The Last Word—Commander’s Column by Fred Apgar

The myth refuses to die.  We have all heard it.  Several weeks ago, I was with a group of people and one “enlightened” member of the group mentioned in passing the “fact” that the military disproportionately attracts minorities and men and women from disadvantaged backgrounds.  She, like so many, believed that troops enlist not because they want to serve their country but because they have few employment options.  I have heard ill-informed politicians express this lament and at least one Presidential candidate.

Curious, as to whom, exactly, serves in the military, I researched this topic.  Thanks to the miracle of the Internet, I found several studies that addressed this topic and they all had similar findings.  Both enlisted and officer corps come, primarily, from middle-class and upper-middle- class backgrounds, from families in which the median incomes were nearly 10% higher than the national median income of $50,428.  Clearly, low-income families are underrepresented in today’s military.

Contrary to the popular misconception America’s that enlisted troops are poorly educated, research indicated they are much more highly educated than their peers.  A little more than 1% of enlisted troops do not possess a high school diploma compared to 21% of men between the ages of 18-24 years of age.  95% of the officer corps has, at least, a bachelor’s degree.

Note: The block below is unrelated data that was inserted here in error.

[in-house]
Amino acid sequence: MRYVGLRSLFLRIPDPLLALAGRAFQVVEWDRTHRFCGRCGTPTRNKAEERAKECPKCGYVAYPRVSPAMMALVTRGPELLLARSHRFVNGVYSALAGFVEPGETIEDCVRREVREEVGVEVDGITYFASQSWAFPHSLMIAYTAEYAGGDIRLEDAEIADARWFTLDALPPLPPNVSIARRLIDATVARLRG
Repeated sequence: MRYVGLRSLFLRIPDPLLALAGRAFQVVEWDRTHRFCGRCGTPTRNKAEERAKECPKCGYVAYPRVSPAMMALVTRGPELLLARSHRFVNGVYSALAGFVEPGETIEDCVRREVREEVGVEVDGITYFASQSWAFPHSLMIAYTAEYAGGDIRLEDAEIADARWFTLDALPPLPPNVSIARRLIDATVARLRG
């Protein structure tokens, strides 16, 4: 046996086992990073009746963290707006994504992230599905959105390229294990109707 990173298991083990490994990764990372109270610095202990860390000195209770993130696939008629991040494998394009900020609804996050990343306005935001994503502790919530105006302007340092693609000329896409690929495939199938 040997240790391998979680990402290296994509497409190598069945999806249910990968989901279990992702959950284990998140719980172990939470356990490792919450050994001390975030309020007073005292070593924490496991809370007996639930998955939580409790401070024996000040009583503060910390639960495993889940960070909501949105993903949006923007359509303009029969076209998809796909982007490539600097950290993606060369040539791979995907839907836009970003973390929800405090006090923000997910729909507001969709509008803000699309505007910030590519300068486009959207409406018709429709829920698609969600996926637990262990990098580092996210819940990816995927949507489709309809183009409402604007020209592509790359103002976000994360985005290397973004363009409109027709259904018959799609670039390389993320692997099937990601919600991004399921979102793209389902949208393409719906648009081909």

The all-volunteer force was established in 1973 amid concerns over whether the military could maintain race representation proportional to the overall population.  Research on this topic produced some interesting findings.  Both whites and blacks are slightly over represented in their population representation, due to the fact that Asian and Pacific Island recruits are smaller than their population representation.  While their numbers are small, the most over represented group among our recruits is the American Indians and Alaska Natives.

Finally, the findings regarding representation in the military by geographic region confirm the strong Southern military tradition.  The South accounts for more than 40% of men and women serving in uniform, a huge proportional over representation.  By contrast, the Northeast is significantly under represented.  The Mountain West is overrepresented, and the West coast under represented.  Surprisingly, the Midwest is slightly under represented.